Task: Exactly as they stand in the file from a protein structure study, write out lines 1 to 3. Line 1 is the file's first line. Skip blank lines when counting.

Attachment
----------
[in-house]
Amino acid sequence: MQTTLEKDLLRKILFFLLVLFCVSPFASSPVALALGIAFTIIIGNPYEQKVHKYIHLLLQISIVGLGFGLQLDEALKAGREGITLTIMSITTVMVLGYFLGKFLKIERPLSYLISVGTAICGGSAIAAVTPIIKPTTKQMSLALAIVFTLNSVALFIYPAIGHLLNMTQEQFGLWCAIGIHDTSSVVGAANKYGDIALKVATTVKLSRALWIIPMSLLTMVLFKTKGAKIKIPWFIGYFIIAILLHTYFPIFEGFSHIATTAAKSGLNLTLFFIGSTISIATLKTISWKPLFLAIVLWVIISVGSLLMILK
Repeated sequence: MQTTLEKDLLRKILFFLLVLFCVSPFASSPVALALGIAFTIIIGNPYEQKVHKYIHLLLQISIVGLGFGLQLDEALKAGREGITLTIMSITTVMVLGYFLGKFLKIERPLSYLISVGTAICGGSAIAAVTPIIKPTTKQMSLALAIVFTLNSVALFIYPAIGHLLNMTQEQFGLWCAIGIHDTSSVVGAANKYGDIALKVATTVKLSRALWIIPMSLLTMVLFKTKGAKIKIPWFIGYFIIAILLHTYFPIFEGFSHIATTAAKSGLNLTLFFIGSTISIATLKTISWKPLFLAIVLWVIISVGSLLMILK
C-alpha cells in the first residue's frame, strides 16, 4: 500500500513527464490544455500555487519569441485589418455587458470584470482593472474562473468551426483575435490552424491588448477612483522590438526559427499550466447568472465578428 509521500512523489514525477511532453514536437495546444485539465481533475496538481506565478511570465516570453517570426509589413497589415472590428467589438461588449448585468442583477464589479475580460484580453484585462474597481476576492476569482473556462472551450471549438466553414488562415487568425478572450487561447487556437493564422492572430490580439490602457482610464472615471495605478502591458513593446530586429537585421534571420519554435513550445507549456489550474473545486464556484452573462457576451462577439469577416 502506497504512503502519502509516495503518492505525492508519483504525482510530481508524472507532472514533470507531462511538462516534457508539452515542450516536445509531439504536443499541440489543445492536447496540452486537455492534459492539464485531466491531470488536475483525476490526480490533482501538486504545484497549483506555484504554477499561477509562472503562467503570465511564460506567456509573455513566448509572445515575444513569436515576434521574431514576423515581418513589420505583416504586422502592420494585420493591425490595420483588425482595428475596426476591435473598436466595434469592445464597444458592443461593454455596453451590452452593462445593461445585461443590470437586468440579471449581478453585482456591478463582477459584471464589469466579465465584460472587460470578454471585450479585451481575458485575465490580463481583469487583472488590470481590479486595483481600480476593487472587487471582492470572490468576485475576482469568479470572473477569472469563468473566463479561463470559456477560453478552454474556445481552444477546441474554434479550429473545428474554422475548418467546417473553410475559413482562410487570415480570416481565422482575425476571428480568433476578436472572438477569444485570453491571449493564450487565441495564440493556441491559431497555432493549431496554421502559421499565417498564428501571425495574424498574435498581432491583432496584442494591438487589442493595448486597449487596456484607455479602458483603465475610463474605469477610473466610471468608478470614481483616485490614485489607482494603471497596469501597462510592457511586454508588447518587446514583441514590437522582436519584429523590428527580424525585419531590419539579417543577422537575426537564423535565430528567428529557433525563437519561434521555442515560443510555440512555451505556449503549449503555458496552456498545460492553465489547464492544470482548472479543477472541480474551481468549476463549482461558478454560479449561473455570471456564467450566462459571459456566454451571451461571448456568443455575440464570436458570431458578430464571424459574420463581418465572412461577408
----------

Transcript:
[in-house]
Amino acid sequence: MQTTLEKDLLRKILFFLLVLFCVSPFASSPVALALGIAFTIIIGNPYEQKVHKYIHLLLQISIVGLGFGLQLDEALKAGREGITLTIMSITTVMVLGYFLGKFLKIERPLSYLISVGTAICGGSAIAAVTPIIKPTTKQMSLALAIVFTLNSVALFIYPAIGHLLNMTQEQFGLWCAIGIHDTSSVVGAANKYGDIALKVATTVKLSRALWIIPMSLLTMVLFKTKGAKIKIPWFIGYFIIAILLHTYFPIFEGFSHIATTAAKSGLNLTLFFIGSTISIATLKTISWKPLFLAIVLWVIISVGSLLMILK
Repeated sequence: MQTTLEKDLLRKILFFLLVLFCVSPFASSPVALALGIAFTIIIGNPYEQKVHKYIHLLLQISIVGLGFGLQLDEALKAGREGITLTIMSITTVMVLGYFLGKFLKIERPLSYLISVGTAICGGSAIAAVTPIIKPTTKQMSLALAIVFTLNSVALFIYPAIGHLLNMTQEQFGLWCAIGIHDTSSVVGAANKYGDIALKVATTVKLSRALWIIPMSLLTMVLFKTKGAKIKIPWFIGYFIIAILLHTYFPIFEGFSHIATTAAKSGLNLTLFFIGSTISIATLKTISWKPLFLAIVLWVIISVGSLLMILK